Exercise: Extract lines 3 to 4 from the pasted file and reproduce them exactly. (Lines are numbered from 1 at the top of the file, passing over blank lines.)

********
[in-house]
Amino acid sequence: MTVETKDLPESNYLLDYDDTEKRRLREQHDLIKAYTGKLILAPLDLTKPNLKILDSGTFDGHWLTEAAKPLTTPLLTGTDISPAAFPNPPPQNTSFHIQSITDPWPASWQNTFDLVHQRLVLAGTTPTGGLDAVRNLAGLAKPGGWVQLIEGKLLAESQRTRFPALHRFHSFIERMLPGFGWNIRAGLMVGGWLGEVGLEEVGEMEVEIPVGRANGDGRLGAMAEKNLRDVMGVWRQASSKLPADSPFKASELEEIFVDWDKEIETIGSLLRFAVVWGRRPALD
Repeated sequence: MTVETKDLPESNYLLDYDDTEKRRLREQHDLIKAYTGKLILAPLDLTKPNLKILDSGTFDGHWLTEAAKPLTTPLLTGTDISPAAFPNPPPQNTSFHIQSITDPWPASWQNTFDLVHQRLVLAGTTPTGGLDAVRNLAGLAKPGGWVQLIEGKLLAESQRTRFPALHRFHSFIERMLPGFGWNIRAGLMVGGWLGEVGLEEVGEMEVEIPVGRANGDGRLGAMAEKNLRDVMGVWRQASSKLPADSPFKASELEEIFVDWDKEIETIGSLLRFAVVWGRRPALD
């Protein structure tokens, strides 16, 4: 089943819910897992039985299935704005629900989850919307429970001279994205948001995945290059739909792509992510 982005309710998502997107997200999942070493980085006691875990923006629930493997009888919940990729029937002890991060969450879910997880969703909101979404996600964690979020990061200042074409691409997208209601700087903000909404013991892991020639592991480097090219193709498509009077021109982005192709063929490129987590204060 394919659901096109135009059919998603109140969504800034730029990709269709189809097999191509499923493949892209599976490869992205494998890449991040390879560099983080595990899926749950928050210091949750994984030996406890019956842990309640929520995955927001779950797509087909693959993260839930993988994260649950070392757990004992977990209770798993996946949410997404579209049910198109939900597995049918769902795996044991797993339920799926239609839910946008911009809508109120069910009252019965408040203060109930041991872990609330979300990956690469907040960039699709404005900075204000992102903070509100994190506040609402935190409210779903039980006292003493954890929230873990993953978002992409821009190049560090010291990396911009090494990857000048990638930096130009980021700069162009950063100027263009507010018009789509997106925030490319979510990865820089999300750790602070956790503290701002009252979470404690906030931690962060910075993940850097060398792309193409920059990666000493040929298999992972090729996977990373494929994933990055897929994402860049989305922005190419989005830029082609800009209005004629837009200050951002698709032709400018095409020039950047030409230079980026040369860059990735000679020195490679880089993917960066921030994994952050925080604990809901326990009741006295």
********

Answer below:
Repeated sequence: MTVETKDLPESNYLLDYDDTEKRRLREQHDLIKAYTGKLILAPLDLTKPNLKILDSGTFDGHWLTEAAKPLTTPLLTGTDISPAAFPNPPPQNTSFHIQSITDPWPASWQNTFDLVHQRLVLAGTTPTGGLDAVRNLAGLAKPGGWVQLIEGKLLAESQRTRFPALHRFHSFIERMLPGFGWNIRAGLMVGGWLGEVGLEEVGEMEVEIPVGRANGDGRLGAMAEKNLRDVMGVWRQASSKLPADSPFKASELEEIFVDWDKEIETIGSLLRFAVVWGRRPALD
């Protein structure tokens, strides 16, 4: 089943819910897992039985299935704005629900989850919307429970001279994205948001995945290059739909792509992510 982005309710998502997107997200999942070493980085006691875990923006629930493997009888919940990729029937002890991060969450879910997880969703909101979404996600964690979020990061200042074409691409997208209601700087903000909404013991892991020639592991480097090219193709498509009077021109982005192709063929490129987590204060 394919659901096109135009059919998603109140969504800034730029990709269709189809097999191509499923493949892209599976490869992205494998890449991040390879560099983080595990899926749950928050210091949750994984030996406890019956842990309640929520995955927001779950797509087909693959993260839930993988994260649950070392757990004992977990209770798993996946949410997404579209049910198109939900597995049918769902795996044991797993339920799926239609839910946008911009809508109120069910009252019965408040203060109930041991872990609330979300990956690469907040960039699709404005900075204000992102903070509100994190506040609402935190409210779903039980006292003493954890929230873990993953978002992409821009190049560090010291990396911009090494990857000048990638930096130009980021700069162009950063100027263009507010018009789509997106925030490319979510990865820089999300750790602070956790503290701002009252979470404690906030931690962060910075993940850097060398792309193409920059990666000493040929298999992972090729996977990373494929994933990055897929994402860049989305922005190419989005830029082609800009209005004629837009200050951002698709032709400018095409020039950047030409230079980026040369860059990735000679020195490679880089993917960066921030994994952050925080604990809901326990009741006295």